Robert Armani ‎– Ambulance

Dance Mania ‎– DM 041
Vinyl, 12", 33 ⅓ RPM


A1 Ambulance 6:31
A2 Pulse 5:38
A3 Out Of Time 4:11
B1 Invasion 8:35
B2 Total Recall 5:11

Companies, etc.


Pressing variations of label exist with slightly different colours, as can be seen in images.

Barcode and Other Identifiers

  • Matrix / Runout (Side A Runout Etchings): DM-041-A
  • Matrix / Runout (Side B Runout Etchings): DM-041-B

Other Versions (5 of 5) View All

Cat# Artist Title (Format) Label Cat# Country Year
DM 041 Robert Armani Ambulance(12") Dance Mania DM 041 US 1991 Sell This Version
IM002 Robert Armani Ambulance - The Remixes(5xFile, MP3, 320) Impact Mechanics IM002 US 2007
TM 009 Robert Armani Ambulance(12") Extreme Records TM 009 Italy 1992 Sell This Version
ACVUK 001 Robert Armani Ambulance(12", RE) ACV ACVUK 001 UK 1996 Sell This Version
DM-041 Robert Armani Ambulance(12", TP) Dance Mania DM-041 US 1991 Sell This Version


Reviews Show All 4 Reviews

Add Review



December 26, 2014
I think that the harder Chicago house tracks which could be described as Chicago's own version of techno (lovably known as the basement sound) influenced way more (or equally) the rising European techno and rave scene than the techno sound which was coming out of Detroit! Because in Europe, the DJs and ravers welcomed these hard records as techno, and labels such like Dance Mania were in hot demand. These Chicago house tracks were played together with acid and techno records, thus creating the European rave and techno sound. When the DJs turned their heads towards production, they crafted their new techno tracks with all those influences in mind especially the hard minimal drum patterns of Chicago house. But back in Chicago, the producers of these 'basement sounds' didn't knew for a while that their tracks were getting such attention back in Europe. In Chicago, they were outlaws, doing the 'ghetto' sound of house music, which was very underground and in some way shunned by the more mainstream seeking house artists. I think the label 'Djax'Up-Beats' proves my point very well: most of their early catalogue is composed of Chicago house producers works, and their talent scout was the inventor of the basement sound himself - Steve Pointdexter.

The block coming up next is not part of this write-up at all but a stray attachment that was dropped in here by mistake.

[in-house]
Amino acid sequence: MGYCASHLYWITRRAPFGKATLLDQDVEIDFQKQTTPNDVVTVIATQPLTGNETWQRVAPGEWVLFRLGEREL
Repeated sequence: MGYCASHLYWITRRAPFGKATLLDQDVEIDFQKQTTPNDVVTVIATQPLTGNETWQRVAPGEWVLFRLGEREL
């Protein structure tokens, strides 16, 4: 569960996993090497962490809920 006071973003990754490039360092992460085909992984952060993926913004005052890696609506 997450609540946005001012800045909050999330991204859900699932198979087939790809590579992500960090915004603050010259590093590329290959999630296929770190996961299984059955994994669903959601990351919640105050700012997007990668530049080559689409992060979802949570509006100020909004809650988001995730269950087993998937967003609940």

August 3, 2009
I know Ambulance since I heard it on a mix tape the first time in 1991, almost 20 years ago. I can't believe I never figured out who wrote that track until recently when I was stumbling on it by accident.

The track is still as fresh as it was in 1991, I bet one can play it in a set today and people will dance as crazy as we did back then when it was just released.

The composition of the track is extremely simple, it consists of a few patterns which get switched on and off, that's it. As simple as powerful - one doesn't need a big studio to create great tracks.